Aislaby at 5pm today and my car says it is 29ºC. Time I was back indoors!

7pm and it is almost bearable again. The tide was high and Sandsend beach was busy with people, kids and dogs, so Flag was in his element – in every sense. A single Sandwich Tern plunge-dived just offshore and 3 tired Sanderlings tried to roost on the tideline between Raithwaite Beck and Upgang. Without much success, thanks to all those hot people walking their hot dogs!

24 July 2006    By 7pm the great outdoors was almost cool enough to leave the house and head for Sandsend. Flag ran and lay in the sea, while I just strolled and paddled. A single, but constantly changing, wisp of mist hung over Sandsend Ness as the clear sea air rose and condensed over the headland, before evaporating again as it moved further inland. Very pretty! Back home again about 8pm, when the temperature was still an uncomfortable 76ºF.

23 July 2006    As well as the usual bramble snipping on the path around the wood this morning, I also managed to pick a good potful of Wild Cherries from the Gean trees we planted in the early 1980s. One tree in particular (upper Bankside near the beck) has a bumper crop which weighs down the branches, but the birds do tend to get the ripest ones before I do. My home ripening answer is to pick the ripest available and then put a ripe banana into the pot with the cherries for a day or two.

22 July 2006    Thunderstorms materialised at lunch time (short and sharp) and again at tea time (longer but less rain), with almost another ¼ inch of rain falling today. This brings the rain gauge up to just under 1 inch for the whole month so far.

Ideal weather for processing words, interrupted only by Flag barking frantically from the yard. Assuming he had chucked his ball out through the gate again, I let him out and he set off down the drive even faster than a lost ball would usual call for. The family on the Groves Dyke deck explained that a Roe Deer had just run out of the wood, past the deck and off down the drive – and now I had just let Flag out to follow it! Damn! He reappeared about 5 minutes later, very hot and bothered, but without any venison.

21 July 2006    Hot again. TBH, if not worse. A couple of Green Woodpeckers flew up from the path at the top of the wood as we walked around this morning. Judging by the way one of them bumbled about as it flew off nosily, it must have been a youngster.

It was still 84ºF in the shade at 7pm this evening, so I retreated indoors to compute. How anyone in the Deep South of England is managing this hot weather, I have no idea. And the NHS Direct website at  www.nhsdirect.nhs.uk  (which the TV weather presenters keep mentioning for ‘further advice’ about coping with the severe heat wave) isn’t very helpful, either. Basically:

How to Stay Cool:    Beat the Heat!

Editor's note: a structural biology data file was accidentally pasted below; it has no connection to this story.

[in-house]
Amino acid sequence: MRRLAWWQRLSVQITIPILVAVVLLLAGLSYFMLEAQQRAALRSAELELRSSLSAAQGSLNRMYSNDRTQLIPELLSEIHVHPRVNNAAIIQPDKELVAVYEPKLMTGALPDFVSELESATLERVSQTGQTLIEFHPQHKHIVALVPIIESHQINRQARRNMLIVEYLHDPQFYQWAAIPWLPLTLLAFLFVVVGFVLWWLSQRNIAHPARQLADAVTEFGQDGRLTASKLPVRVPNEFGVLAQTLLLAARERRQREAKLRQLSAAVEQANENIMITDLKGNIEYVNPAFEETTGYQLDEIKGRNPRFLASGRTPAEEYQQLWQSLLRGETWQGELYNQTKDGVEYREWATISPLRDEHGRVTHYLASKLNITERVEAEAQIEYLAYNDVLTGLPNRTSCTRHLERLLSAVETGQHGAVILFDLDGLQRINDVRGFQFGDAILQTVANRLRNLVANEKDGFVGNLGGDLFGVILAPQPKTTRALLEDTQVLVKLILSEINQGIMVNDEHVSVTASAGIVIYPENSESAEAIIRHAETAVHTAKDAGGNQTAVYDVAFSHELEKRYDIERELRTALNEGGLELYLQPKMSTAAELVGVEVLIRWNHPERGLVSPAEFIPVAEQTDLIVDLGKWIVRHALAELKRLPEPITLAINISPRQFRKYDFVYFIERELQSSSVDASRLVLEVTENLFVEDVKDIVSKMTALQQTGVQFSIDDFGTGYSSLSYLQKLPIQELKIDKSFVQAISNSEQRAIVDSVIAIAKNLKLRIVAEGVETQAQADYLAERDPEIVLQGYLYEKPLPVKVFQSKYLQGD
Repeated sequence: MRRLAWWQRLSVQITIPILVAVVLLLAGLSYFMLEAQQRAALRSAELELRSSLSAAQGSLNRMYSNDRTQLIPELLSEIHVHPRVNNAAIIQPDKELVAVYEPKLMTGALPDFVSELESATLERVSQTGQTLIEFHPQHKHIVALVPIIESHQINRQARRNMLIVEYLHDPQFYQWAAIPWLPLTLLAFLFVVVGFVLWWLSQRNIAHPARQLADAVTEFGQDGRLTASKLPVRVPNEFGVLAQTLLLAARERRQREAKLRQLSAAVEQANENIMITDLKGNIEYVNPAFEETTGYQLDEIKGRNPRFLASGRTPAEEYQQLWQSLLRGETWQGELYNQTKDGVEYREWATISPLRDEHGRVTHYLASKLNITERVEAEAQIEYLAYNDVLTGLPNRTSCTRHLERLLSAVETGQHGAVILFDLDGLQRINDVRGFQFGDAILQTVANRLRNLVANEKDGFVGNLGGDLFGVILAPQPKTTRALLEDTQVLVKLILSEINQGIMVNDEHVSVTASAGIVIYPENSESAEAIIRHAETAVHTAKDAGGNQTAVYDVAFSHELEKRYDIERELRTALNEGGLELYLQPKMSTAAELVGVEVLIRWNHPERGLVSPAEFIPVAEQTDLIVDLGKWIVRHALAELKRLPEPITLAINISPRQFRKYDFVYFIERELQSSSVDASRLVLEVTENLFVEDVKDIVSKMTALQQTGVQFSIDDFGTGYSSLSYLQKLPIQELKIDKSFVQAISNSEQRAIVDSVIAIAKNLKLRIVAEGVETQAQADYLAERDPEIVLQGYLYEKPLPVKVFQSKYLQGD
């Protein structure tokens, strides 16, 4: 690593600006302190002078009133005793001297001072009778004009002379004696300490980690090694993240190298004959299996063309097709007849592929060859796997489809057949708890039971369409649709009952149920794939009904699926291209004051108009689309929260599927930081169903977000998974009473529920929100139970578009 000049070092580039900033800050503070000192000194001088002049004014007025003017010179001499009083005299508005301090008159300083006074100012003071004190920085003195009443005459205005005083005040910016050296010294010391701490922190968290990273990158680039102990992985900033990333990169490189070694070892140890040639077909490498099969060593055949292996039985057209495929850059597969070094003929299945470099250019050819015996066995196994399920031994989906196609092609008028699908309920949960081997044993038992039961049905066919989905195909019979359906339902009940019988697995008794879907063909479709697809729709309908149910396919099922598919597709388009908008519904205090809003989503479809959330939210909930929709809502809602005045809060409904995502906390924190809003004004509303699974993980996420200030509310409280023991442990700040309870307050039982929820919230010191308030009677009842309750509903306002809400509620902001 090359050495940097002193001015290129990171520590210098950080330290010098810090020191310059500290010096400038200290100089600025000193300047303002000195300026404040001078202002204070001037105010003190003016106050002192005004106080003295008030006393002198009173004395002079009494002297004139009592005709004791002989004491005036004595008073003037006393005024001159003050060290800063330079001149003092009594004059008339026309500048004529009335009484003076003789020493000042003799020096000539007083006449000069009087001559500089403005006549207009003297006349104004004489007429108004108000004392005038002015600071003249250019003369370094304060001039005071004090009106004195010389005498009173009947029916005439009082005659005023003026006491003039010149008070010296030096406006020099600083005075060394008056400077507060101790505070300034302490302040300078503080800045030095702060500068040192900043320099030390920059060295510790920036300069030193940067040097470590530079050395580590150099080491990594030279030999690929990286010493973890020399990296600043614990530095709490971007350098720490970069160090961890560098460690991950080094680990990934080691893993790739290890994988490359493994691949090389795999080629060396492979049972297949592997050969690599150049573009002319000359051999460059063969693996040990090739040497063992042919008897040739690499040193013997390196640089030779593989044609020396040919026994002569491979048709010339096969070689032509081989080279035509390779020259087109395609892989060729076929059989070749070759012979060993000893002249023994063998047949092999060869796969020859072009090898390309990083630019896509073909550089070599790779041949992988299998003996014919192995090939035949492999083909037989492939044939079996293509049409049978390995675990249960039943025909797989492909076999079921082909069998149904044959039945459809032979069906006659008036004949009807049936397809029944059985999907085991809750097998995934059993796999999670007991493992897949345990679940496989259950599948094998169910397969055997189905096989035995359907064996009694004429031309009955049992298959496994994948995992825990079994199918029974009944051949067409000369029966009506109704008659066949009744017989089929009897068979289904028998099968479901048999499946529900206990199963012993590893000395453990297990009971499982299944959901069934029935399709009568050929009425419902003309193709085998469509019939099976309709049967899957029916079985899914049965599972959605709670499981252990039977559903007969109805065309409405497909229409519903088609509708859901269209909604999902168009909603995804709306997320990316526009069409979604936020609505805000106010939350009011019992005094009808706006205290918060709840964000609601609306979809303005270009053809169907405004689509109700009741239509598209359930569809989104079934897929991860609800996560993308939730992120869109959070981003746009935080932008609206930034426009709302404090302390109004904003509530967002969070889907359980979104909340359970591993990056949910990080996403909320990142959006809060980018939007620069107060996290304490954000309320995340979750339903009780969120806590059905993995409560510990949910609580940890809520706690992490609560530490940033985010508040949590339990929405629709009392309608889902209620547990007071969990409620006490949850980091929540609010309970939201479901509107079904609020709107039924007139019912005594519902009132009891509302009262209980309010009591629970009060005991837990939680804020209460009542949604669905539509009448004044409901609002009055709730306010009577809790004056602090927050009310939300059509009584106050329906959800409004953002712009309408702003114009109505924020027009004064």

1. If possible, avoid going out of doors at all between 11am and 3pm (when the sun is hottest);

2. If you do have to go out, then wear a hat and use a high factor UVa and UVb sun cream (smeared on thick, NOT rubbed in like vanishing cream);

3. Drink lots of water in small quantities, throughout the day;

4. Splash cold water (from the fridge?) on your hands, arms and face to cool you down;

5. Almost close the blinds or curtains of any windows which let the sun in (to keep the sun’s rays out of the house) and pull them back again when the sun is not shining in;

6. Keep windows almost closed when the house is cooler inside than outside (daytime) and keep windows open for maximum ventilation (suitably secured, of course, or use 1st floor windows if safer) when the house is warmer than outside (night time);

7. Use convection to create a breeze at night by having one downstairs window slightly open (and secured) and one upstairs window open (the hot air indoors will rise and escape via the upper window, drawing in cooler night air via the lower window);

8. Open one window on each side of the house at night, to allow a through current of air;

9. If you have less than 6 inches deep of loft insulation, or no cavity wall insulation, then contact your local Energy Advice Centre (and gas / electricity supplier) to ask about grants. Not only will good  insulation keep your house warmer in the winter (and cost you less in gas / electricity bills and fossil fuels) but it will also keep you cooler in the summer.

10. Do not take cheap holiday flights to the sun to top up your skin cancer (nor even to increase your liver damage), like most people do!

11. If you do have to use cheap flights (the fastest growing source of the greenhouse gases which cause climate change), then make them less frequently (which will let you stay a bit longer at each destination).

12. Write to your Member of Parliament, Prime Minister or President of the United States to express your concern about climate change, what it is already doing to us and our environment and how it will adversely affect your grandchildren. (NB: The appropriate form of address now appears to be: ‘Yo Blair’, etc, as appropriate)!